Posted in Linking, Linked Data, and Semantic Web, Scholarly Communication on April 26th, 2013

          Robert Sanderson, Paolo Ciccarese, and Herbert Van de Sompel have self-archived "Designing the W3C Open Annotation Data Model" in arXiv.org.

          Here's an excerpt:

          The Open Annotation Core Data Model specifies an interoperable framework for creating associations between related resources, called annotations, using a methodology that conforms to the Architecture of the World Wide Web. Open Annotations can easily be shared between platforms, with sufficient richness of expression to satisfy complex requirements while remaining simple enough to also allow for the most common use cases, such as attaching a piece of text to a single web resource. This paper presents the W3C Open Annotation Community Group specification and the rationale behind the scoping and technical decisions that were made. It also motivates interoperable Annotations via use cases, and provides a brief analysis of the advantages over previous specifications.

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            "Linking Things on the Web: A Pragmatic Examination of Linked Data for Libraries, Archives and Museums"

            Posted in Linking, Linked Data, and Semantic Web on February 21st, 2013

            Ed Summers has self-archived "Linking Things on the Web: A Pragmatic Examination of Linked Data for Libraries, Archives and Museums" in arXiv.org.

            Here's an excerpt :

            The Web publishing paradigm of Linked Data has been gaining traction in the cultural heritage sector: libraries, archives and museums. At first glance, the principles of Linked Data seem simple enough. However experienced Web developers, designers and architects who attempt to put these ideas into practice often find themselves having to digest and understand debates about Web architecture, the semantic web, artificial intelligence and the philosophical nature of identity. In this paper I will discuss some of the reasons why Linked Data is of interest to the cultural heritage community, what some of the pain points are for deploying it, and characterize some pragmatic ways for cultural heritage organizations to realize the goals of Linked Data with examples from the Web we have today.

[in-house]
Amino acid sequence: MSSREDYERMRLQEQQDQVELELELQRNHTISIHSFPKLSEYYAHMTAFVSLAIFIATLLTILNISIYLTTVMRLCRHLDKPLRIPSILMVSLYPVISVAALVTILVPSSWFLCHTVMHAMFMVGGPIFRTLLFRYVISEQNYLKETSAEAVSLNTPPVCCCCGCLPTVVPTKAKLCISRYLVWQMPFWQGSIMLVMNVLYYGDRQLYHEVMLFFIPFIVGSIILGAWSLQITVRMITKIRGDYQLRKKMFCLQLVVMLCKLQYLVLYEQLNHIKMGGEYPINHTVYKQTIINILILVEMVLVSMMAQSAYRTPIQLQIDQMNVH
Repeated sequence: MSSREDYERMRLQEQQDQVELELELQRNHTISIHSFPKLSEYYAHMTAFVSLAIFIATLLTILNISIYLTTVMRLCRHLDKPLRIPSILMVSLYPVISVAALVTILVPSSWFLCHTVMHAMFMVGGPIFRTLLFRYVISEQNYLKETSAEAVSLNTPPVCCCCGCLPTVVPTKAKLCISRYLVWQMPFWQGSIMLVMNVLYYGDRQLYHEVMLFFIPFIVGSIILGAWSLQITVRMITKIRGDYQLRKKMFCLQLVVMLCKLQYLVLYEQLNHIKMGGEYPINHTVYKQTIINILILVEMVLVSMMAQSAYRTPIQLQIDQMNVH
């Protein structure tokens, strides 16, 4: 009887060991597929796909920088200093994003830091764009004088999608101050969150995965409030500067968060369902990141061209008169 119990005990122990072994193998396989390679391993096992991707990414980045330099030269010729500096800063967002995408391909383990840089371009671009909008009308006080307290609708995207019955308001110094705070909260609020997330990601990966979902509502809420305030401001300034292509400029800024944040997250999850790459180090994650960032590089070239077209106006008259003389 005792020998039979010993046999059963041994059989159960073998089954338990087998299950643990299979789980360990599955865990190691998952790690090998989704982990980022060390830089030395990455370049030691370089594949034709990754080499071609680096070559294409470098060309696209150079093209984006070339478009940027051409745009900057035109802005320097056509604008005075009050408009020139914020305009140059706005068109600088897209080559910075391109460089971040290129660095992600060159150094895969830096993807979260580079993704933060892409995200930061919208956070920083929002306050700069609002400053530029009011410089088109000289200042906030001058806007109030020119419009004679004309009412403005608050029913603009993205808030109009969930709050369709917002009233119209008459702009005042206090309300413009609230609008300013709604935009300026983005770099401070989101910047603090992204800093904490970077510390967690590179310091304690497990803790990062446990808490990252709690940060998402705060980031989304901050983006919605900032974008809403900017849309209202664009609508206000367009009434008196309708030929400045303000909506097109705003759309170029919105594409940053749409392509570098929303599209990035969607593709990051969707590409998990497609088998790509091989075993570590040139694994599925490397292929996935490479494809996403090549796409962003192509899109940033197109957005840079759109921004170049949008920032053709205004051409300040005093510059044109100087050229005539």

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              "Linked Data Vocabulary Management: Infrastructure Support, Data Integration, and Interoperability"

              Posted in Linking, Linked Data, and Semantic Web, Metadata on September 11th, 2012

              Gordon Dunsire, Corey Harper, Diane Hillmann, and Jon Phipps have published "Linked Data Vocabulary Management: Infrastructure Support, Data Integration, and Interoperability" in a special issue of Information Standards Quarterly devoted to linked data issues.

              Here's an excerpt:

              Recently there has been a shift in popular approaches to large-scale metadata management and interoperability. Approaches rooted in semantic Web technologies, particularly in the resource description Framework (rdF) and related data modeling efforts, are gaining favor and popularity. In the library community, this trend has accelerated since the World Wide Web Consortium (W3C) re-framed many of the Semantic Web's enabling technologies in terms of Linked Open Data (LOD)—a lightweight practice of using web-friendly identifiers, explicit domain models, and related ontologies to design graph-based metadata. As more and more RDF-based metadata become available, a lack of established best practices for vocabulary development and management in a Semantic Web world is leading to a certain level of vocabulary chaos. Strategies for vocabulary publishing, discovery, evaluation, and mapping have the potential to change the conversation significantly.

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                "Linked Data Services for Theses and Dissertations"

                Posted in Electronic Theses and Dissertations (ETDs), Linking, Linked Data, and Semantic Web on September 9th, 2012

                Thomas Johnson and Michael Boock have self-archived "Linked Data Services for Theses and Dissertations" in ScholarsArchive at Oregon State University.

                Here's an excerpt:

                This paper details work at Oregon State University to create a Linked Dataset covering the University's theses and dissertations. Using data from existing MARC and Qualified Dublin Core records, we have established a process and model for crosswalking data from existing records into a variety of Semantic Web vocabularies. Our approach is to create basic services on a dedicated thesis and dissertation interface, incrementally extending those available through our institutional repository. We describe services implemented, those in progress and plans for continued work. We also address the limitations of our existing metadata and resulting challenges in crosswalking and interoperability.

                | Institutional Repository and ETD Bibliography 2011 | Digital Scholarship |